Tyson Strachan didn’t make the team; will Tom Wilson? (Photo credit: Geoff Burke/USA Today Sports)
With the deadline to submit opening-day rosters approaching at 5:00 PM Tuesday, the Washington Capitals moved towards finalizing their 23-player roster with a flurry of moves on Sunday.
The Caps assigned defensemen Michal Cajkovsky, Dmitry Orlov, and Tyson Strachan (who cleared waivers at noon) and forward Dane Byers to the American Hockey League’s Hershey Bears. They have also placed forward Joel Rechlicz on waivers. Today was the final day players could be put on waivers before rosters must be set, meaning the Caps won’t be able to demote any more players who have those rights.
That leaves Washington with 21 players on the roster (13 forwards, six defensemen and two goaltenders) and three prospects trying to crack the lineup: Connor Carrick, Tom Wilson, and Michael Latta.
“It was a left hip flexor,” Laich said that day after leaving the ice. “It is completely non-related to what happened to me last year. We’ll monitor it day-by-day, and it should come back very very quickly.”
Three weeks later, Laich has played only one preseason game and he’s barely skated. Hip flexors are notorious for being lingering injuries.
On September 1, 2013, In Preseason, By Peter Hassett
The first puck of the 2013-14 season will drop in exactly 30 days, so we’re going to spend the whole month reminding ourselves of all the good things coming our way on October 1st. I thought I’d start with this little gem: Everybody’s healthy. For once.
Over the last two seasons, Mike Green, Brooks Laich, and Nick Backstrom have combined to play just 63.5% of games. Concussions and #brittlegroin have cost those players a combined 142 man-games, probably a big factor in the Caps’ struggles since 2011. After successful rehab for all three, we’ve got reason to think those troubles are behind us now.
On Saturday, Washington Capitals forwards Nicklas Backstrom and Troy Brouwer donated their time to DCPS Beautification Day. The event, established in 2005, is an annual citywide spruce-up of select D.C. Public Schools prior to the first day of school. A rad idea, one made even better by the athlete participation.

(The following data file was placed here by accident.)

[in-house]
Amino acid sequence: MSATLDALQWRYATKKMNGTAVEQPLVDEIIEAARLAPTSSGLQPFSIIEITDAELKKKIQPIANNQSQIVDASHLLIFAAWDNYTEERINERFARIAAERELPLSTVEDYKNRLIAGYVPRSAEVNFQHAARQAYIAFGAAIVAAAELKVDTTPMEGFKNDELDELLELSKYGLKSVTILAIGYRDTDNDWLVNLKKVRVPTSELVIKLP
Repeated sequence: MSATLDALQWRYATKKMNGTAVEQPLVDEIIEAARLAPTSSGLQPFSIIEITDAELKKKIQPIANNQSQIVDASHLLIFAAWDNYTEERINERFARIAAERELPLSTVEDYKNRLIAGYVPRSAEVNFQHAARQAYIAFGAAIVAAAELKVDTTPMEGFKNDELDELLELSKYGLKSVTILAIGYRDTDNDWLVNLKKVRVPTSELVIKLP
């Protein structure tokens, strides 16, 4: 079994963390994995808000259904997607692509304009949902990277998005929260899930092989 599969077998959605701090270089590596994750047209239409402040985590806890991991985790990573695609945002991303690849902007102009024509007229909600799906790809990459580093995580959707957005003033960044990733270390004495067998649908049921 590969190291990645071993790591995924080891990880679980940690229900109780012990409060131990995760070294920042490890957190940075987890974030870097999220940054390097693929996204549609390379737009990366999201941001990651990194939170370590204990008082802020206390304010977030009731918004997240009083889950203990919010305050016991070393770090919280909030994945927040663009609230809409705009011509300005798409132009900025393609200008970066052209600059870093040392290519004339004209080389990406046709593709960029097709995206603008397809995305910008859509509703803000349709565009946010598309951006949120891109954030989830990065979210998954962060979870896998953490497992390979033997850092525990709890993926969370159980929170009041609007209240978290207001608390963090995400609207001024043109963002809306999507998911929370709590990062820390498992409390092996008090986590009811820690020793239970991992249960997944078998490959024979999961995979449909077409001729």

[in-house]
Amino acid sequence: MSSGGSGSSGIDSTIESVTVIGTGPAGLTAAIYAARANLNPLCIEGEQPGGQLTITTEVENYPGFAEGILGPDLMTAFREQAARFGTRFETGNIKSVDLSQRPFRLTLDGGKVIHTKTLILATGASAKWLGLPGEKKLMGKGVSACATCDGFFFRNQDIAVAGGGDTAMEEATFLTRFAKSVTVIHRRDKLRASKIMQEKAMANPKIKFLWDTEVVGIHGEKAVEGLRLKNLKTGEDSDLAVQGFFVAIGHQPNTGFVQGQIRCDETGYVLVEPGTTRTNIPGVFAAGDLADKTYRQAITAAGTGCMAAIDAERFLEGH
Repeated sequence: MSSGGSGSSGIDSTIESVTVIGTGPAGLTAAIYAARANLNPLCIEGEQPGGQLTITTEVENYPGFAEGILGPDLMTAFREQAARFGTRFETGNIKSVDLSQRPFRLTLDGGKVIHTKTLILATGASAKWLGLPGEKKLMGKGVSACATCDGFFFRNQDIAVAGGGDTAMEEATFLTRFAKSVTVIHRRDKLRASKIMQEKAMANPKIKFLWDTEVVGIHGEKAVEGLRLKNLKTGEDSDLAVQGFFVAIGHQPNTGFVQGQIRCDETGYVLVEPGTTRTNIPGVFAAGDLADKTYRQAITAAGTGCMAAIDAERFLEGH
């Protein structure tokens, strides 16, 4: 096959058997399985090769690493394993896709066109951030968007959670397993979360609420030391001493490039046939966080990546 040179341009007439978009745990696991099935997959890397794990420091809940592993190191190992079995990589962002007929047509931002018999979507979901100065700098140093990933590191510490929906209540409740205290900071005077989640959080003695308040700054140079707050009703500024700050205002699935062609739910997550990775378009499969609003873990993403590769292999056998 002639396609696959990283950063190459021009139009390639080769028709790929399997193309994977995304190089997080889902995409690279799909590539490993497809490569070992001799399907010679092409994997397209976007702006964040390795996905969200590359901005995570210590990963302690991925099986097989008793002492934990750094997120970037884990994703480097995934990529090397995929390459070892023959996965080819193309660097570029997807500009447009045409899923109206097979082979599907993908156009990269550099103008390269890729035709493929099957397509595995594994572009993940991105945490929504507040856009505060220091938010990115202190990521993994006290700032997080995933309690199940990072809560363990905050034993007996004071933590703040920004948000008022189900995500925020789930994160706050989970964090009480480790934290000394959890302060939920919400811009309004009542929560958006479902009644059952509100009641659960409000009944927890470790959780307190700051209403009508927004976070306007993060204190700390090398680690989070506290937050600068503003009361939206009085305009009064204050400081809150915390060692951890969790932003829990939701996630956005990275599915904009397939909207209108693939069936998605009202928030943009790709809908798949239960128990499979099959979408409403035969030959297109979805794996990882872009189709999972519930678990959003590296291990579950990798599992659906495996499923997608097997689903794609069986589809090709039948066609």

Backstrom kept spirits high for one particular volunteer (and RMNB reader), Izzy Roscoe. Izzy, who volunteered at a Caps sponsored clean-up at Fort Dupont last April, got some special help from Nicky B while painting a mural near Neval Thomas Elementary School’s auditorium. Nick shows Izzy his gratitude in a photo they took together.
So Brooks Laichwent digging through his house and found a gem: a photo of himself as a kid with his brother (far left) and a friend who is a dead ringer for a young Nail Yakupov (middle). I sympathize the buffoon who doesn’t love Li’l Brooksy’s t-shirt.
Washington Capitals general manager George McPheewent on ESPN980 Wednesday afternoon to talk hockey, and boy did he hit some interesting topics. McPhee explained what characteristics the Caps need to have to become a Stanley Cup winner in the future, and he defended his decision to anoint Brooks Laich the second-line center for next season. “There are a handful of teams that maybe have a better second-line center than Brooks,” he said. “It’s [an idea] we’ve been talking about for a few years, and the time has come to do it.”
The most interesting part of the discussion, however, was McPhee’s remarks on Capitals prospect Evgeny Kuznetsov, who is due in North America sometime next year. McPhee admits some frustration about the two-year contract Kuznetsov signed with Traktor Chelyabinsk last spring to stay in the KHL, saying that Kuznetsov went against a verbal promise he made after the 2010 NHL Draft. He also talks about how hard of a contract it was for Kuznetsov to turn down. “He’s 20-years-old, they gave him ten million dollars to play for two more seasons,” McPhee said. “It’s a 13% tax rate over there and even with that, most of the money is under the table. It’s probably no tax.”
The KHL never made Kuzya’s contract public, but it is believed his average annual salary from Traktor is in the two-million range. That would mean that the KHL gave Kuznetsov a bonus around $5 million to stay. And, as we learned from an Igor Kleyner post last year, the KHL’s Legal Regulations handbook has a open-ended rule that allows the league to do exactly just that.
[Traktor] may also apply to the KHL for a special stipend to supplement the young star’s salary. There are no specific limits on the amount of such a stipend, or any clear criteria defining eligibility.
Below, check out McPhee’s entire interview with ESPN980.